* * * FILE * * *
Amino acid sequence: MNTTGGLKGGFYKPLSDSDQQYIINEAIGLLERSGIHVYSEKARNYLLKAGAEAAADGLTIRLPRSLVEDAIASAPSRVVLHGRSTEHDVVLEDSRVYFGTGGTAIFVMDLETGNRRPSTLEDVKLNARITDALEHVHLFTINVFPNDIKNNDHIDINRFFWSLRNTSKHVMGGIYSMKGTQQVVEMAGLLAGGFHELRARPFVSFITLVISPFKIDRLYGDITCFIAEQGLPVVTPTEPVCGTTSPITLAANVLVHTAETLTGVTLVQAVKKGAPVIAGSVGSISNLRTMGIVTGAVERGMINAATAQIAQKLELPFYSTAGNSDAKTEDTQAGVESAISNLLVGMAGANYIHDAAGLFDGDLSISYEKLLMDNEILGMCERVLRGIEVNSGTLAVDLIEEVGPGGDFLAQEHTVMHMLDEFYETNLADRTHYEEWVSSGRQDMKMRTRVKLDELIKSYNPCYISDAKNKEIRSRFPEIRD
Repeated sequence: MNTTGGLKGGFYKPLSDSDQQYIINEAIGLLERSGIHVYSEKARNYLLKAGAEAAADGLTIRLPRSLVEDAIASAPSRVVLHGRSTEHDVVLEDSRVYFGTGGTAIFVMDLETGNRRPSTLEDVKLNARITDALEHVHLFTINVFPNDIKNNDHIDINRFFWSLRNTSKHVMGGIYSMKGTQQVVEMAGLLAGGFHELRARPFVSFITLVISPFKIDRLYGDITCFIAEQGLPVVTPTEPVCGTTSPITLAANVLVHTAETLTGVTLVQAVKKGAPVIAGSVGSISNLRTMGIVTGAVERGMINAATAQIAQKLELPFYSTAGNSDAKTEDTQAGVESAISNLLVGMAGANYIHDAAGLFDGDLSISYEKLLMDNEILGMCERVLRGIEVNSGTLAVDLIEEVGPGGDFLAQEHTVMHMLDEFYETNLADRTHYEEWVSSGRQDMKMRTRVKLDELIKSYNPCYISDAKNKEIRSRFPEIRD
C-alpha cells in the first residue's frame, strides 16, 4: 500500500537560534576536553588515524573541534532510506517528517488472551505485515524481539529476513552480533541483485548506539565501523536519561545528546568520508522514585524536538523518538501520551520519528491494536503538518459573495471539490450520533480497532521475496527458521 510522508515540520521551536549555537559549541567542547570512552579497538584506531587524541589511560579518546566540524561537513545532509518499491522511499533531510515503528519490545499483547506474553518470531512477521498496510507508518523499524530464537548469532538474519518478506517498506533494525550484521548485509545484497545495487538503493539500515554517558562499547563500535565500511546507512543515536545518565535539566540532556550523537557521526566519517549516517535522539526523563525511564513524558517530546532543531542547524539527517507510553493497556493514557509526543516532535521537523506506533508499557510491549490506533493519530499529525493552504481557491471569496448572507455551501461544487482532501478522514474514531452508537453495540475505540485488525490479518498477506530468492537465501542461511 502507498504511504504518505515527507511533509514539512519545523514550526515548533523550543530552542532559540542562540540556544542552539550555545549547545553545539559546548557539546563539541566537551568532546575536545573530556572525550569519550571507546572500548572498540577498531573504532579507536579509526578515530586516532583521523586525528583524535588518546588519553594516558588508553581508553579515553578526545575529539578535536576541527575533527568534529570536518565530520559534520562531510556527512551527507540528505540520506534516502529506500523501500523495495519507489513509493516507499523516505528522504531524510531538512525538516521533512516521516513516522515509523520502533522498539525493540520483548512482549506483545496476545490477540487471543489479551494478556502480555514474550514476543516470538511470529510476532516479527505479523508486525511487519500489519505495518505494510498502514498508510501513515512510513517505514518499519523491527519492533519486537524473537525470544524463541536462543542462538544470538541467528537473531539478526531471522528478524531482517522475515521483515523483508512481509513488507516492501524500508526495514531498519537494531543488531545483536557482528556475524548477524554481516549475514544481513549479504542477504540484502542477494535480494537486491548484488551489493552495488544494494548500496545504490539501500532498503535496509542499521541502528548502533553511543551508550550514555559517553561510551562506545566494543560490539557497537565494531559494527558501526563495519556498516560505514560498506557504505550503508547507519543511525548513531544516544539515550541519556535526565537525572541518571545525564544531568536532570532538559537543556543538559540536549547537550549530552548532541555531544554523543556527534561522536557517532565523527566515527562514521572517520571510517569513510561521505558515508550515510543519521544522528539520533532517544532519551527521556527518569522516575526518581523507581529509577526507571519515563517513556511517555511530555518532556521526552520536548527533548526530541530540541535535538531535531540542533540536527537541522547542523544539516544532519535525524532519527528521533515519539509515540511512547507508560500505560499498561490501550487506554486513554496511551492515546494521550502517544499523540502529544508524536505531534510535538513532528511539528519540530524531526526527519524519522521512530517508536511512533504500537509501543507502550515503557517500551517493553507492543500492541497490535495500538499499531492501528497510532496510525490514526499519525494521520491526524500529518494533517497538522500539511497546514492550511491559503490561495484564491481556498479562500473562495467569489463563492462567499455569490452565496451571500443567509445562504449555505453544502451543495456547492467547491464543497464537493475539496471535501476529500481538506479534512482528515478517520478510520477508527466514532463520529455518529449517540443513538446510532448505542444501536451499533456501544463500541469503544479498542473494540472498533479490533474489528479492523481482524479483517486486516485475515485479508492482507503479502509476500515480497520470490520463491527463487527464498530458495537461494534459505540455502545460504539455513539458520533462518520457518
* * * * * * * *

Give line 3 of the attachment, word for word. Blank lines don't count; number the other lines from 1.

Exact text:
C-alpha cells in the first residue's frame, strides 16, 4: 500500500537560534576536553588515524573541534532510506517528517488472551505485515524481539529476513552480533541483485548506539565501523536519561545528546568520508522514585524536538523518538501520551520519528491494536503538518459573495471539490450520533480497532521475496527458521 510522508515540520521551536549555537559549541567542547570512552579497538584506531587524541589511560579518546566540524561537513545532509518499491522511499533531510515503528519490545499483547506474553518470531512477521498496510507508518523499524530464537548469532538474519518478506517498506533494525550484521548485509545484497545495487538503493539500515554517558562499547563500535565500511546507512543515536545518565535539566540532556550523537557521526566519517549516517535522539526523563525511564513524558517530546532543531542547524539527517507510553493497556493514557509526543516532535521537523506506533508499557510491549490506533493519530499529525493552504481557491471569496448572507455551501461544487482532501478522514474514531452508537453495540475505540485488525490479518498477506530468492537465501542461511 502507498504511504504518505515527507511533509514539512519545523514550526515548533523550543530552542532559540542562540540556544542552539550555545549547545553545539559546548557539546563539541566537551568532546575536545573530556572525550569519550571507546572500548572498540577498531573504532579507536579509526578515530586516532583521523586525528583524535588518546588519553594516558588508553581508553579515553578526545575529539578535536576541527575533527568534529570536518565530520559534520562531510556527512551527507540528505540520506534516502529506500523501500523495495519507489513509493516507499523516505528522504531524510531538512525538516521533512516521516513516522515509523520502533522498539525493540520483548512482549506483545496476545490477540487471543489479551494478556502480555514474550514476543516470538511470529510476532516479527505479523508486525511487519500489519505495518505494510498502514498508510501513515512510513517505514518499519523491527519492533519486537524473537525470544524463541536462543542462538544470538541467528537473531539478526531471522528478524531482517522475515521483515523483508512481509513488507516492501524500508526495514531498519537494531543488531545483536557482528556475524548477524554481516549475514544481513549479504542477504540484502542477494535480494537486491548484488551489493552495488544494494548500496545504490539501500532498503535496509542499521541502528548502533553511543551508550550514555559517553561510551562506545566494543560490539557497537565494531559494527558501526563495519556498516560505514560498506557504505550503508547507519543511525548513531544516544539515550541519556535526565537525572541518571545525564544531568536532570532538559537543556543538559540536549547537550549530552548532541555531544554523543556527534561522536557517532565523527566515527562514521572517520571510517569513510561521505558515508550515510543519521544522528539520533532517544532519551527521556527518569522516575526518581523507581529509577526507571519515563517513556511517555511530555518532556521526552520536548527533548526530541530540541535535538531535531540542533540536527537541522547542523544539516544532519535525524532519527528521533515519539509515540511512547507508560500505560499498561490501550487506554486513554496511551492515546494521550502517544499523540502529544508524536505531534510535538513532528511539528519540530524531526526527519524519522521512530517508536511512533504500537509501543507502550515503557517500551517493553507492543500492541497490535495500538499499531492501528497510532496510525490514526499519525494521520491526524500529518494533517497538522500539511497546514492550511491559503490561495484564491481556498479562500473562495467569489463563492462567499455569490452565496451571500443567509445562504449555505453544502451543495456547492467547491464543497464537493475539496471535501476529500481538506479534512482528515478517520478510520477508527466514532463520529455518529449517540443513538446510532448505542444501536451499533456501544463500541469503544479498542473494540472498533479490533474489528479492523481482524479483517486486516485475515485479508492482507503479502509476500515480497520470490520463491527463487527464498530458495537461494534459505540455502545460504539455513539458520533462518520457518